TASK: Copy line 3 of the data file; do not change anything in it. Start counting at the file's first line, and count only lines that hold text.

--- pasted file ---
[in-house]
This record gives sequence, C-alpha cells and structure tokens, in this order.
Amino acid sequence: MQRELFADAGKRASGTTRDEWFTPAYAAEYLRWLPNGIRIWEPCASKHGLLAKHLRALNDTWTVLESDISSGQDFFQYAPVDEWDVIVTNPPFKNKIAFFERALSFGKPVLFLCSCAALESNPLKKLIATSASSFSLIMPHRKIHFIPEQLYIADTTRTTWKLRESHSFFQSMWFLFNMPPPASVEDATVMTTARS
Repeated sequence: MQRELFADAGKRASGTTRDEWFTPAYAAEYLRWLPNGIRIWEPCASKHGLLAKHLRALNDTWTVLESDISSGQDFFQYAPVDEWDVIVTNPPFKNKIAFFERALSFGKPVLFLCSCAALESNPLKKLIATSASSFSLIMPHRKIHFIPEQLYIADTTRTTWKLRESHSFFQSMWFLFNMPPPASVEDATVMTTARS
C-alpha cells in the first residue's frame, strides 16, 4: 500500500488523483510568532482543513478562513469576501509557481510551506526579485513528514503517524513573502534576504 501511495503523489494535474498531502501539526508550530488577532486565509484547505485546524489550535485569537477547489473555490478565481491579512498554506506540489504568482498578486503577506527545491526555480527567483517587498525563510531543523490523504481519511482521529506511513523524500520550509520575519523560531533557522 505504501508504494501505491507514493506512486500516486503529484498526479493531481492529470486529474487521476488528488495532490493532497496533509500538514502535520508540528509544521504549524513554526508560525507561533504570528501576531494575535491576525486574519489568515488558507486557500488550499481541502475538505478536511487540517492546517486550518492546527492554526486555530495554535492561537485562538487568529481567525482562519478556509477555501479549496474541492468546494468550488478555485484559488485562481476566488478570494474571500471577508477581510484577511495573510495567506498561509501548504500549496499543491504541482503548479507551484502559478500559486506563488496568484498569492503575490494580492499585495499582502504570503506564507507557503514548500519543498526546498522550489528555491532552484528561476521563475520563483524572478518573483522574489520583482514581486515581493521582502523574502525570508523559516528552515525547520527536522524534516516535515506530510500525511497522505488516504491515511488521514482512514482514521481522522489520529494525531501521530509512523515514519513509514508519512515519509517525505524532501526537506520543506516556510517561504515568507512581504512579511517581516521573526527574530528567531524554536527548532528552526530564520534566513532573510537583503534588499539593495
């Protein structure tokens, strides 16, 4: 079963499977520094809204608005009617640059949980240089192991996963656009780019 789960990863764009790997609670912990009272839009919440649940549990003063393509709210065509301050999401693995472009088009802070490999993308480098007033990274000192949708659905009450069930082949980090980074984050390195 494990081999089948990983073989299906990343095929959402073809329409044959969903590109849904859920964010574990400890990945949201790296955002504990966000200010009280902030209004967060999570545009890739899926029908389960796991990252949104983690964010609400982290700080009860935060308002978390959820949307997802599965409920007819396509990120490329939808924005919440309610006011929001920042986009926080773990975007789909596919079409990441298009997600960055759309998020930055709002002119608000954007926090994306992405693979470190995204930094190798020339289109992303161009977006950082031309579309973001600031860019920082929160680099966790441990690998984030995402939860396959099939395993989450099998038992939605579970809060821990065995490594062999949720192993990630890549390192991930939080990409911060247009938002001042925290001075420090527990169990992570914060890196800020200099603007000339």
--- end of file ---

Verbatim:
Amino acid sequence: MQRELFADAGKRASGTTRDEWFTPAYAAEYLRWLPNGIRIWEPCASKHGLLAKHLRALNDTWTVLESDISSGQDFFQYAPVDEWDVIVTNPPFKNKIAFFERALSFGKPVLFLCSCAALESNPLKKLIATSASSFSLIMPHRKIHFIPEQLYIADTTRTTWKLRESHSFFQSMWFLFNMPPPASVEDATVMTTARS